I do agree, though, that you don’t need to be in a formal writer’s group to garner that kind of feedback. You are very lucky to have people you can count on to read your work and provide you with what you need. I know published authors who don’t have that kind of support.

    A community of supportive fellow writers is invaluable, like you say, if only for the camaraderie. It makes writer’s groups worth it, for me. (But it’s still extremely difficult to get us all together in one place at the same time, even with such a small group!)

  7. Lisa

    I’ve been to exactly one writer’s group…and there were only three of us. It was supposed to be 6 but the others who had shown interest apparently decided at the 11th hour to bail. This was our first and only meeting…So I really can’t give you much more than that..:))))

    That being said, I think for me being a part of a group that meets every other month would work best for me – it would give me time to produce something of value (in my eyes) yet not so much that I would have a tough time going back to revise/rewrite if necessary. I can see that every second month wouldn’t be feasible for those who write much more than I do.

  8. Sherry

    Hi Holli,
    I liked reading about your writing group experiences and hope that your latest group provides what you need and want as a writer. I too have been involved with a few writing groups- the most important one has lasted for almost two decades. The reason Venus Rising has lasted longer than some of our marriages remains a bit of a mystery, but most likely it has to do with all the members being people who love writing and reading. Some of us don’t always write, some definitely write more than others, and some (unfortunately) scarcely write at all, but the intent to do so, remains. Also, because we are quite a large group (8), there is always someone who absolutely gets what you are trying to do with your writing and who can provide you with an insightful critique. And then there’s the support! Lots of that too. And food…really good food…. but that’s a whole other story….

  9. Michelle Davidson Argyle

    I haven’t read the other comments, so sorry if I repeat anything. Honestly, I don’t like writing groups much. I’ve been invited to several of them, and I always say no. My reasons? I do not have time, number one, and I used to not have a car. That was always a problem. Plus I have a small child. It’s hard to get a sitter for her just for date night, let alone other nights. My hubby is always gone. He’s an actor, so he’s just not home at night, and his schedule is always fluctuating. So not reliable.

    Anyway, those silly reasons aside, I just don’t work well with other writers. I don’t churn out work at the same rate as everyone else (I think that’s my biggest reason right there).

    I also don’t belong to critique groups, which are pretty much the same thing, I guess. They just don’t always meet in person. I guess I work best solo, and I guess I see no point in meeting to discuss writing that I feel was a chore to get done at a specific time for others to discuss. Another big reason is that I have a publisher now and I have to get stuff out by certain deadlines, and a lot of that stuff I wouldn’t be giving to my writer’s group until a certain point. And there are also long periods of time where I’m just doing revisions and edits that would be pointless to take a writer’s group. I’m not constantly writing new stuff, so I think that’s why a writer’s group doesn’t appeal to me. Now, if it was a group that actually sat down to discuss the craft of writing and not the writing itself, I would be all over that. Sadly, nobody around here seems interested in that outside of college classrooms. Sometimes I really miss school.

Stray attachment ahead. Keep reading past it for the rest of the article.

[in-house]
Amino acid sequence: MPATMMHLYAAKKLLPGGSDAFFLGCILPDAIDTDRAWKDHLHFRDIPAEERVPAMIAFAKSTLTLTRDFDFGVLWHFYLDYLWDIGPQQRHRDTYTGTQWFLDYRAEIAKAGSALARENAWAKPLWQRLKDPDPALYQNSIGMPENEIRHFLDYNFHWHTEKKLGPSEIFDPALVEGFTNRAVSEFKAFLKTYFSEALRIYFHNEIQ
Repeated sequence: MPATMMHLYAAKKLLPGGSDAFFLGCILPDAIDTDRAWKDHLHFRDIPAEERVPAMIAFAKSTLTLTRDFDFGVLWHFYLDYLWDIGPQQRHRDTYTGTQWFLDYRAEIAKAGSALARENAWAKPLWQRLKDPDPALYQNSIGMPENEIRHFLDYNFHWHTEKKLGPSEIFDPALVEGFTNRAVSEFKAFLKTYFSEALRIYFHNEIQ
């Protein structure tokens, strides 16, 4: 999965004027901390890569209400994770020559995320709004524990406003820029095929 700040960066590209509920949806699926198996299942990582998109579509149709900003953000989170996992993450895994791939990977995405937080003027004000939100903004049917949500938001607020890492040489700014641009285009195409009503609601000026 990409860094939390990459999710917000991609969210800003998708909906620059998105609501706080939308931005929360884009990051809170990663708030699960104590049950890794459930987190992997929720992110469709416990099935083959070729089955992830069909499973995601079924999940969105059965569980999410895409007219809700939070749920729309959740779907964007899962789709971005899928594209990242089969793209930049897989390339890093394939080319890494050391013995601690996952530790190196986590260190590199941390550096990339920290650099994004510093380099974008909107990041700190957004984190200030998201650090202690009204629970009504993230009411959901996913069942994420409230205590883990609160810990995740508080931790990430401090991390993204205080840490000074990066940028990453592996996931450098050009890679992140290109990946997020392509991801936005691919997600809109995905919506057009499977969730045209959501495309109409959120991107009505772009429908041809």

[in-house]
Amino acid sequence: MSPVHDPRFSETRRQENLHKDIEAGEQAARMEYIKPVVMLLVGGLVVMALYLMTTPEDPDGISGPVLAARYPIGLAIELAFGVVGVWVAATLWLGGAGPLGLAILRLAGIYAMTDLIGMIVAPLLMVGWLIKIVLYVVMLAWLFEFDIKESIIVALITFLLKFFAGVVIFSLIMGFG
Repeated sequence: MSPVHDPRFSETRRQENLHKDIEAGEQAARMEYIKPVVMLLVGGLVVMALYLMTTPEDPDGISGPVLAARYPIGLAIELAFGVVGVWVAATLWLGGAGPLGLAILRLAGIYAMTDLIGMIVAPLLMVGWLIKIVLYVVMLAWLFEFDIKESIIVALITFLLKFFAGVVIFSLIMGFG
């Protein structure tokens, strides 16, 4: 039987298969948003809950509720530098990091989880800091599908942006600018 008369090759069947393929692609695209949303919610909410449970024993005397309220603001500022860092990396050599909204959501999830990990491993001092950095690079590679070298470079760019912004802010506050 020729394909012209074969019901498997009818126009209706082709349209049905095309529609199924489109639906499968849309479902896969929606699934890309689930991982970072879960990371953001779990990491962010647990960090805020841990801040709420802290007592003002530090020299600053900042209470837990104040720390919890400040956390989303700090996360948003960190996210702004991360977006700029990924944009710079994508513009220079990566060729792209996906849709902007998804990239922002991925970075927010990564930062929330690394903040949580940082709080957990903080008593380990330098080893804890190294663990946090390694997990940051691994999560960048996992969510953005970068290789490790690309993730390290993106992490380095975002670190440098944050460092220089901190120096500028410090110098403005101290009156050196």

Not sure if I even helped with your blog post. I feel like I just ranted. Sorry. I hope you figure out where you want to be with your group. I hope this year brings more writing for you. I didn’t write at all last year, so don’t feel bad.

  10. Story Teller

    Thanks for your comments, ladies. I much appreciate all the different perspectives.

    @ Lisa – Best of luck with your new writer’s group! It’s always exciting to begin something new, and yes, it is very difficult to get people to commit to anything. I hope it goes well, and inspires you.

    @ Sherry – Thanks for sharing a bit about Venus Rising. I’ve always looked upon that group as an “ideal”…too bad it’s closed to new members! (But then again–maybe that’s what keeps it ideal.) Jocelyn and Jane always made it seem like such a lovely source of support (and food, of course). You are very lucky to be part of such a great community.

    @ Michelle – No need to apologize. I’m glad there’s someone else out there who has had little luck with writing groups. Your reasons make sense, for sure, especially now that you are published and held accountable by an editor and a publishing company.

    I think writing groups may still have their place as a venue to discuss the challenges and triumphs of the writing life–not necessarily as a place to critique each other’s work. Most writers already have people for that, as you pointed out, and I find having a story read aloud is the most ineffective way to get a good editing session out of me. What I’ve learned from painful experience is that some people read their own work MUCH better than it’s written, and the opposite can be true as well.